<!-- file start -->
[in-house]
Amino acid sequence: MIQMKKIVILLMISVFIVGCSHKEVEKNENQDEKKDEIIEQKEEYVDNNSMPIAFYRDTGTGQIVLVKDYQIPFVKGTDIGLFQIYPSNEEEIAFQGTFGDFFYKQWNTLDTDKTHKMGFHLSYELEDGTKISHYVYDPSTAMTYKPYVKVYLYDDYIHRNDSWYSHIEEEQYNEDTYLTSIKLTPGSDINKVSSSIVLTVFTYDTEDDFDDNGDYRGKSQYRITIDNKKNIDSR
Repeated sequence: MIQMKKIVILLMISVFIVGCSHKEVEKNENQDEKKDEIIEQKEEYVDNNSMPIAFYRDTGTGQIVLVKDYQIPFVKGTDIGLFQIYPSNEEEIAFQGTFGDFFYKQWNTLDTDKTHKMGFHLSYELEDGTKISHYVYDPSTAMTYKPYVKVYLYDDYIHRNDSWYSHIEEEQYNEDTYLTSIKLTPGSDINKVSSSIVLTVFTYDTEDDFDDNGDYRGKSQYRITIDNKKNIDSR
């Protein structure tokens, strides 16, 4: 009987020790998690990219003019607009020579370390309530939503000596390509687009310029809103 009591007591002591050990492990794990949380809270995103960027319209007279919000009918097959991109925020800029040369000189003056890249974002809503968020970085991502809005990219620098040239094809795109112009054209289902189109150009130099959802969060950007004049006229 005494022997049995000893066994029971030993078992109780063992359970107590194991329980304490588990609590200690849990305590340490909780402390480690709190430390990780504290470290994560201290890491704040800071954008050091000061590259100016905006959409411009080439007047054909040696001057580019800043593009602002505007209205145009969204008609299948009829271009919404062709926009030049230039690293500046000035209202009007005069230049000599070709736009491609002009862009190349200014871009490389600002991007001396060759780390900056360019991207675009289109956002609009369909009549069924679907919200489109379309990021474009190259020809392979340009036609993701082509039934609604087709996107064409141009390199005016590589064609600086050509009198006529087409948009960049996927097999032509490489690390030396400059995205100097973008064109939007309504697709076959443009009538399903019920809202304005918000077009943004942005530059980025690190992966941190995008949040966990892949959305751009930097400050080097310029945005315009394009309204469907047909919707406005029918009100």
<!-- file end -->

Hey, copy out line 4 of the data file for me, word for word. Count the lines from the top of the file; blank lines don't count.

């Protein structure tokens, strides 16, 4: 009987020790998690990219003019607009020579370390309530939503000596390509687009310029809103 009591007591002591050990492990794990949380809270995103960027319209007279919000009918097959991109925020800029040369000189003056890249974002809503968020970085991502809005990219620098040239094809795109112009054209289902189109150009130099959802969060950007004049006229 005494022997049995000893066994029971030993078992109780063992359970107590194991329980304490588990609590200690849990305590340490909780402390480690709190430390990780504290470290994560201290890491704040800071954008050091000061590259100016905006959409411009080439007047054909040696001057580019800043593009602002505007209205145009969204008609299948009829271009919404062709926009030049230039690293500046000035209202009007005069230049000599070709736009491609002009862009190349200014871009490389600002991007001396060759780390900056360019991207675009289109956002609009369909009549069924679907919200489109379309990021474009190259020809392979340009036609993701082509039934609604087709996107064409141009390199005016590589064609600086050509009198006529087409948009960049996927097999032509490489690390030396400059995205100097973008064109939007309504697709076959443009009538399903019920809202304005918000077009943004942005530059980025690190992966941190995008949040966990892949959305751009930097400050080097310029945005315009394009309204469907047909919707406005029918009100």